The Association of Catholic Priests (ACP) has welcomed proposals by the bishops that lay people could yet hold services in this country if there are not enough priests for every parish.
However, the ACP has said it is a “huge negative” for Catholics not to regularly witness the consecration of the Eucharist.
The transformation of bread to the body of Christ can only be carried out by an ordained priest.
According to the Irish Catholic, these latest proposals float the idea that lay people could play a role in church ceremonies, and married deacons, eight of whom have already been ordained in this country, may also co-ordinate the running of a parish, do readings at Sunday service and organise the distribution of Holy Communion.
Lay people and deacons already perform these roles in France and western Europe where the vocations crisis has really started to bite.
Due to the dwindling number of vocations and the ageing of the Irish curia, it’s widely accepted that in 10 or 15 years’ time, many parishes could be without priests and one priest may have to serve several parishes.
It is understood that the matter will be discussed by the country’s bishops at their meeting in Maynooth in October.
It comes as it has emerged that Archbishop of Dublin Dr Diarmuid Martin did not give his permission for a nun to lead a communion service in a Co Wicklow parish at the weekend.
According to RTÉ Radio One’s Liveline, parishioners turned up as usual for Mass in Blessington last Sunday.
However, when no priest arrived, a religious sister who was present led a liturgy, preached a homily, and distributed the host to those present.
ACP spokesman Fr Tony Flannery said it was “positive to at last see a role for lay people in the Church being proposed”.
However, he said, “a big negative is that people might not see the consecration of the Eucharist but in exceptional circumstances”.
“In this situation, people might only have access to a full Mass on a Sunday or even once a month.
“The consecration of the Eucharist is the central part of our faith,” he said.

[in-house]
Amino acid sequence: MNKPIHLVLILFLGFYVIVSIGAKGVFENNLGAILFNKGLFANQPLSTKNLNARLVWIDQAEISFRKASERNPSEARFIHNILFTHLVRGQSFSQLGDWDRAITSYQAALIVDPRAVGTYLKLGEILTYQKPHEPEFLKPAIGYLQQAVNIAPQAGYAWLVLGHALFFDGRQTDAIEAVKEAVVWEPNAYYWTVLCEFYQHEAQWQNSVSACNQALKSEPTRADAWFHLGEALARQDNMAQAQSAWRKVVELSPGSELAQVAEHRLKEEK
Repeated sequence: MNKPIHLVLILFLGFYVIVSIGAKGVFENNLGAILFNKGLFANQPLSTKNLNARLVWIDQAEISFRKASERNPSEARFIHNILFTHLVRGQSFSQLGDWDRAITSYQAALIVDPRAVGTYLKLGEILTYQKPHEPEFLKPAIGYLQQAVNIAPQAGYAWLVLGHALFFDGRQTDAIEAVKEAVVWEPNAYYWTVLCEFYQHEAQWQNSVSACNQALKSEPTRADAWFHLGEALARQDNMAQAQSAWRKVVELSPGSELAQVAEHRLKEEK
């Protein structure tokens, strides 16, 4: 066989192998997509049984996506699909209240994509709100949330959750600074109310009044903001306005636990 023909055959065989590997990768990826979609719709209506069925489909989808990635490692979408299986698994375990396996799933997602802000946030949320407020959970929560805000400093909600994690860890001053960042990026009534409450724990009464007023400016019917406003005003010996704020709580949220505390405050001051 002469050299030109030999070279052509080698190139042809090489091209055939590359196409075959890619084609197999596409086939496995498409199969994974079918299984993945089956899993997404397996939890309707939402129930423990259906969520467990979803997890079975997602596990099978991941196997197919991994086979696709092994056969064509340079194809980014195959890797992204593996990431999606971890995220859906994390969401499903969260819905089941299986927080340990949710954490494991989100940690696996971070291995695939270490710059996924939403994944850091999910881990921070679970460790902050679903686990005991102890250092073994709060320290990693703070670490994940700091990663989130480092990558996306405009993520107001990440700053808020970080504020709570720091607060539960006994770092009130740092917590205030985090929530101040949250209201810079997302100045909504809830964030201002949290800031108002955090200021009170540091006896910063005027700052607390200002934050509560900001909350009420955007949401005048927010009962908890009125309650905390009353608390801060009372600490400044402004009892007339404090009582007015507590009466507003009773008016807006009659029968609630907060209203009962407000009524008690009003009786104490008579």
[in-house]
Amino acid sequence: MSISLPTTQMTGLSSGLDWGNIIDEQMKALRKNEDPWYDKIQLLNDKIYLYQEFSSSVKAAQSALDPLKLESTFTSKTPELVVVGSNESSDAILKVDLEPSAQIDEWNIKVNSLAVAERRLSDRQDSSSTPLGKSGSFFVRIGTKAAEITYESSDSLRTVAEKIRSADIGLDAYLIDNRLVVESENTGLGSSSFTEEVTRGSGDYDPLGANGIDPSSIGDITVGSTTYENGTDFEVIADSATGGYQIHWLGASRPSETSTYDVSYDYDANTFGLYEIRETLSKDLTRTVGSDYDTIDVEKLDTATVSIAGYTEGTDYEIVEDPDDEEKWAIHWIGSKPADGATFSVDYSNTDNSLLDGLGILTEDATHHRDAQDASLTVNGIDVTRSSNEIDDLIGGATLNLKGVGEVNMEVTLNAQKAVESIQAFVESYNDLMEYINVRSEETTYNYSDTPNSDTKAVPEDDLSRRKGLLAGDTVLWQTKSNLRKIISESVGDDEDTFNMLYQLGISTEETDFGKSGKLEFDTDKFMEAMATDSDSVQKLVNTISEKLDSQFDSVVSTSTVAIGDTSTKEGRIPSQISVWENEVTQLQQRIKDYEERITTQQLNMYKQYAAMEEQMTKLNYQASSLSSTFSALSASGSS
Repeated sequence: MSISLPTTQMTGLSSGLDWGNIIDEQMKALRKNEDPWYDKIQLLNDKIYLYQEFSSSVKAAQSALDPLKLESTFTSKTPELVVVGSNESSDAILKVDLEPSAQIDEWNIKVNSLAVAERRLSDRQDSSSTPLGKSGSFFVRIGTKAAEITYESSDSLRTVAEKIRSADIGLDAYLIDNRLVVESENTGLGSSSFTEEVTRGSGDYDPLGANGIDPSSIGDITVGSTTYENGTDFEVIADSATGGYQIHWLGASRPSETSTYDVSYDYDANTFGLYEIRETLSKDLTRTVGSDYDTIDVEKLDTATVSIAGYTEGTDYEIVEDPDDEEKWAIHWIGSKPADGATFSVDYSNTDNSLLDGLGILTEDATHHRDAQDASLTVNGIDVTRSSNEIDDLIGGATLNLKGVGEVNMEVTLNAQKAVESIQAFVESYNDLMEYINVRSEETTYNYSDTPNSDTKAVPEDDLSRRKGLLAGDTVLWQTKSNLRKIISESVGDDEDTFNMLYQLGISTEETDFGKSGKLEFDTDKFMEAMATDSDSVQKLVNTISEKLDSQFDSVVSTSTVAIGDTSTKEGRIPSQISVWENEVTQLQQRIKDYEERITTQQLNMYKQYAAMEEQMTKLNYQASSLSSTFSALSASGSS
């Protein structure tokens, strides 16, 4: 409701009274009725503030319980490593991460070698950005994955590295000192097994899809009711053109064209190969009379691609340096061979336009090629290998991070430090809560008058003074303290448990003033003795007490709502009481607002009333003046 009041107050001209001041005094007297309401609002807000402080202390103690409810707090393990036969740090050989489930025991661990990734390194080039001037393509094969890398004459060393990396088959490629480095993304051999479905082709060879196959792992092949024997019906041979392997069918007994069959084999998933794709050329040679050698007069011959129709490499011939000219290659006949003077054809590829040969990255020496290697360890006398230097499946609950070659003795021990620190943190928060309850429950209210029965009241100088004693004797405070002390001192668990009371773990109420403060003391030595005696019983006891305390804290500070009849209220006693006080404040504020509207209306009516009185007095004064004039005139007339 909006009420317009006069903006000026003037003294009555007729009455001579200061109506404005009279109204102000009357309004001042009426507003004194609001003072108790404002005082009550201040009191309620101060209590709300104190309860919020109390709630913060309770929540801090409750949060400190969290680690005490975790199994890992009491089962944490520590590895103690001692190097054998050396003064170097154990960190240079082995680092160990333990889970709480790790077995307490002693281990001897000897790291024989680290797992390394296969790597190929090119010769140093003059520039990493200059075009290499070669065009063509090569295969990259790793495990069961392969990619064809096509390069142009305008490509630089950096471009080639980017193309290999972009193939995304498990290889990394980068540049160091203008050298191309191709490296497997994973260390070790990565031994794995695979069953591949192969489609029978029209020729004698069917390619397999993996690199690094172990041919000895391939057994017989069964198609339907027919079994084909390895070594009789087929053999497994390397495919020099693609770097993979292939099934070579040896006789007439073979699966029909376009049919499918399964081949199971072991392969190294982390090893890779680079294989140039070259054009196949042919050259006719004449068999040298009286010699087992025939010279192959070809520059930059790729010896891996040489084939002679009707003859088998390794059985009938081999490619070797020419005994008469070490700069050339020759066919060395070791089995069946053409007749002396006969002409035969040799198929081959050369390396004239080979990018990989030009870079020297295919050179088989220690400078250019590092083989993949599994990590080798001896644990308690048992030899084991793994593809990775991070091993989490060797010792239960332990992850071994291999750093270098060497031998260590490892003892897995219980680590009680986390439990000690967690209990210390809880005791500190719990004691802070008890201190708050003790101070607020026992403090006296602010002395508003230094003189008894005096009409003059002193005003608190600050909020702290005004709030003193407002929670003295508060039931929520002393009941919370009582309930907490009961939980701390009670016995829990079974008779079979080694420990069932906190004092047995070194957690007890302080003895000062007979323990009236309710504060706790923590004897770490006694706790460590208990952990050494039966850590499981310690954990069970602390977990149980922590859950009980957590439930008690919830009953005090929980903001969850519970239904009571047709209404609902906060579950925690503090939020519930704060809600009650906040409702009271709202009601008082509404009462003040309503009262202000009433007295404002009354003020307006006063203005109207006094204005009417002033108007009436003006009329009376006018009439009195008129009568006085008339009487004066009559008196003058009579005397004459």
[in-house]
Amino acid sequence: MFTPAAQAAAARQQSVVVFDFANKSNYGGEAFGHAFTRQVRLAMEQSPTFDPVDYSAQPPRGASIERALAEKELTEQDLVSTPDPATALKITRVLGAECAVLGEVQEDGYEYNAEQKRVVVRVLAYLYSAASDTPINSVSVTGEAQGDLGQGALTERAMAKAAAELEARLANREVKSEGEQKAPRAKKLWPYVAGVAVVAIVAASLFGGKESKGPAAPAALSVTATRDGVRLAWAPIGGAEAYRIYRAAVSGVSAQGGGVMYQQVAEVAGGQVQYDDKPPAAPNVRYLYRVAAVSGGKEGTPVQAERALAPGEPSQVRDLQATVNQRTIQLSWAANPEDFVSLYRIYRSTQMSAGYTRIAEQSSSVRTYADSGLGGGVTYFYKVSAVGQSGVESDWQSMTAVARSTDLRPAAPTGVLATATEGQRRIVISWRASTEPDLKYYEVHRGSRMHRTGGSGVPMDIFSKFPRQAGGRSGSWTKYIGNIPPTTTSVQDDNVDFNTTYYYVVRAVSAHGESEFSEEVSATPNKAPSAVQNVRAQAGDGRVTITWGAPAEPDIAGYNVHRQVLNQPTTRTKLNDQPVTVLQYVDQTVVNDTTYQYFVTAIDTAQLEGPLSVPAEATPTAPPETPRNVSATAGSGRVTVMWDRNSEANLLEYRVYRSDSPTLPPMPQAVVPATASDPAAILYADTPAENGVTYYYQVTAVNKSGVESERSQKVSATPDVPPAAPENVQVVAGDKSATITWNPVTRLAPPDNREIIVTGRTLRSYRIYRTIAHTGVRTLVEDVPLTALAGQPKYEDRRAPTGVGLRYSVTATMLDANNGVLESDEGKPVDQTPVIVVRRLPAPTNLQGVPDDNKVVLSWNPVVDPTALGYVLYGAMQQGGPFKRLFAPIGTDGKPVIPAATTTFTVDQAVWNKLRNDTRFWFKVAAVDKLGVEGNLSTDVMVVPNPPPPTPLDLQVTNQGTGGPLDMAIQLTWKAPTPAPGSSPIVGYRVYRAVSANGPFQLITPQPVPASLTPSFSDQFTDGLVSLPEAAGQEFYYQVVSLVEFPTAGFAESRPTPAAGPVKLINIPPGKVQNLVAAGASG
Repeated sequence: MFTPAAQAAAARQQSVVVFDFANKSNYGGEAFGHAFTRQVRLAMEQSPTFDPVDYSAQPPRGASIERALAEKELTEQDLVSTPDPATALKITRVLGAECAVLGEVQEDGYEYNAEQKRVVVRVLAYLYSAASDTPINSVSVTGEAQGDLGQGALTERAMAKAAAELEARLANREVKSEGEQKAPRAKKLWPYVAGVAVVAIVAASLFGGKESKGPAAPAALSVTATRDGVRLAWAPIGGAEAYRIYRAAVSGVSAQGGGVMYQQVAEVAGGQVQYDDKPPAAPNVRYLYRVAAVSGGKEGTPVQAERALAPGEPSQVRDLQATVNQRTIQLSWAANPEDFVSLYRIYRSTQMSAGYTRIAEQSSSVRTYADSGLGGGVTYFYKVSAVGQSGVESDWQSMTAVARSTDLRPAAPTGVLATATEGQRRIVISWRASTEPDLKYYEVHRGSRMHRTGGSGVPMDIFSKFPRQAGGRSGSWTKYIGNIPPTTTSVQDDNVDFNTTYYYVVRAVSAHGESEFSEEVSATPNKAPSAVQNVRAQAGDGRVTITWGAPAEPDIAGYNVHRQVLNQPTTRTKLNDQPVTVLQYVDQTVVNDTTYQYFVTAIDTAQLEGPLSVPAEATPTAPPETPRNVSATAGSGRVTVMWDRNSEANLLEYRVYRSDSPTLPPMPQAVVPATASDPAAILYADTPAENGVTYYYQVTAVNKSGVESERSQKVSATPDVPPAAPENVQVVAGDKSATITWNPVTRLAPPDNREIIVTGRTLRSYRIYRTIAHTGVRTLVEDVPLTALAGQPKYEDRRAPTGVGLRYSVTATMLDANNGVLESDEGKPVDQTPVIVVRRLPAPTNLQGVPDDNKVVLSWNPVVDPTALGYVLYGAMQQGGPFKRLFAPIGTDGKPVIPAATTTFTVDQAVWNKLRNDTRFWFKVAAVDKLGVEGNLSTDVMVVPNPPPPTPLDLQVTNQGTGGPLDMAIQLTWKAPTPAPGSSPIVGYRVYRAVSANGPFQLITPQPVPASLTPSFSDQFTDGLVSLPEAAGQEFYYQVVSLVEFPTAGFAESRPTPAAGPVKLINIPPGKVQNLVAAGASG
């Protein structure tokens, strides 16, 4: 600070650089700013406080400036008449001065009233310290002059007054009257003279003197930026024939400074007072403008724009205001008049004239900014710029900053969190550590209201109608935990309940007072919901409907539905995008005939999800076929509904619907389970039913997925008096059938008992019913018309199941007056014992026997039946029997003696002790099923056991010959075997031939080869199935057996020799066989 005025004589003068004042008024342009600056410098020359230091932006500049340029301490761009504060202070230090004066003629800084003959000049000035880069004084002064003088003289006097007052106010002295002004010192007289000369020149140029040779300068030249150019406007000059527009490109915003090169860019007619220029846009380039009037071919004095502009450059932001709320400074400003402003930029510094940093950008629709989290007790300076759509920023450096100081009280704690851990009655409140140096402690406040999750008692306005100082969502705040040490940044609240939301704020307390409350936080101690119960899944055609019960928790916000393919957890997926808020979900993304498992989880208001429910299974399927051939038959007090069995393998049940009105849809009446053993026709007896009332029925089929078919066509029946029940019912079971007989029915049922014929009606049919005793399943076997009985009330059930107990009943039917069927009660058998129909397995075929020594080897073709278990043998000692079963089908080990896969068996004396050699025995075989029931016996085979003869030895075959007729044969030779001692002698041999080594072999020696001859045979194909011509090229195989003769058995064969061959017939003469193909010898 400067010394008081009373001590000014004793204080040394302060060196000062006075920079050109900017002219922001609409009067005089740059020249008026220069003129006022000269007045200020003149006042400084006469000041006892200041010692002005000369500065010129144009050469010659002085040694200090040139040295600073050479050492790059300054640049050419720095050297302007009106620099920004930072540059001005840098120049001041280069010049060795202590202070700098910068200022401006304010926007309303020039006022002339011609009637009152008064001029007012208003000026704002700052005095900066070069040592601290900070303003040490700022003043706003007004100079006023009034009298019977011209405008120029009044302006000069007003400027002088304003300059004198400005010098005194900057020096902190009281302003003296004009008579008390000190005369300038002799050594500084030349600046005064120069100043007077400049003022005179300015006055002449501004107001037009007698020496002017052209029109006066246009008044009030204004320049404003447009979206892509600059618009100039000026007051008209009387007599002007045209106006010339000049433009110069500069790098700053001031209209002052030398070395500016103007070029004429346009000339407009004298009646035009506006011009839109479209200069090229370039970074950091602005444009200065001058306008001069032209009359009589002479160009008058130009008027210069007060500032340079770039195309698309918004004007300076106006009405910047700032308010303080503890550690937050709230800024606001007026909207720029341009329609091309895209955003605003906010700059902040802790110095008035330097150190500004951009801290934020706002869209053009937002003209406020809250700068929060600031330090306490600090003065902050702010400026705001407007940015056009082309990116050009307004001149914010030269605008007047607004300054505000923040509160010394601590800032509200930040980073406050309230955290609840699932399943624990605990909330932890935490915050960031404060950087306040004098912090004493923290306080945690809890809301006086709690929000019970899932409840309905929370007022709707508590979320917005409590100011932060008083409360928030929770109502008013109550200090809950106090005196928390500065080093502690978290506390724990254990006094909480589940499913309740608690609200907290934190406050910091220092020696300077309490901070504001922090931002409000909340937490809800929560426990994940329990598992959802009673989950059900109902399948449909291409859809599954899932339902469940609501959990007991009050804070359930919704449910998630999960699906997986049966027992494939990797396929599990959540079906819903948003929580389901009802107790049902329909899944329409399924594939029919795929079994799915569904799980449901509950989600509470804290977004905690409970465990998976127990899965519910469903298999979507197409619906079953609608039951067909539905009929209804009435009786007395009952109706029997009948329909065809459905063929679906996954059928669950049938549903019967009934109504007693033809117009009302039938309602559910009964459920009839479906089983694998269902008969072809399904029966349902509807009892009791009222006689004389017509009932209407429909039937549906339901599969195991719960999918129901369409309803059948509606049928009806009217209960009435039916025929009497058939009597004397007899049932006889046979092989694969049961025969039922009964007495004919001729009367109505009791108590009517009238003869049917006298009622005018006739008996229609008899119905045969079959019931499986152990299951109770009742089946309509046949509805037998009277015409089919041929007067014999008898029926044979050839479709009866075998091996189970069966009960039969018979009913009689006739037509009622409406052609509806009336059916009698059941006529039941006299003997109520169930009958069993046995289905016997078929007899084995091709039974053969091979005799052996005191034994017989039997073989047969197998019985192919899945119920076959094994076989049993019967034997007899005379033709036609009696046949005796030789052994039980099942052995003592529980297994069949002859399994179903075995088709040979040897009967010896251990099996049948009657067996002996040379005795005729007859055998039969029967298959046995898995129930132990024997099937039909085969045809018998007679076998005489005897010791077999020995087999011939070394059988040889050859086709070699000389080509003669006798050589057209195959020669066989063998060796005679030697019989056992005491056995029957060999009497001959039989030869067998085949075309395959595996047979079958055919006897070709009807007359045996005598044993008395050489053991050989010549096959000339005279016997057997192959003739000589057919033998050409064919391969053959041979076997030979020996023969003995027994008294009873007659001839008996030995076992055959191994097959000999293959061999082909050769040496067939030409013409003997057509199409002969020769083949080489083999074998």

Fellow ACP member, Fr Kevin Hegarty said there is an “urgent need” for the hierarchy to discuss the introduction of married priests and women priests to the Church.
It is understood the bishops are keen that the term ‘communion service’ be used when referring to these lay people-led services so there is no suggestion that it is a Mass.
They also want these services to only happen in exceptional circumstances when a priest is unavailable.
* Permanent deacons are men ordained to an office in the Catholic Church who do not intend to become priests. They can be single or married. If the deacon’s wife dies, he may be ordained a priest if the bishop permits and approves.
* Permanent deacons help the priest by visiting the sick and working on parish committees and councils. They also do readings and give out Communion.
* Deacons can baptise, witness marriages, perform funeral and burial services outside of Mass, distribute Holy Communion, preach the homily and are obligated to pray the Divine Office (breviary) each day.
* Deacons, priests, and bishops are considered members of the clergy in the Catholic Church.
* Transitional deacons are seminarians, students in the last phase of training for the Catholic priesthood. After being a deacon for a year, they are ordained a priest by the bishop.
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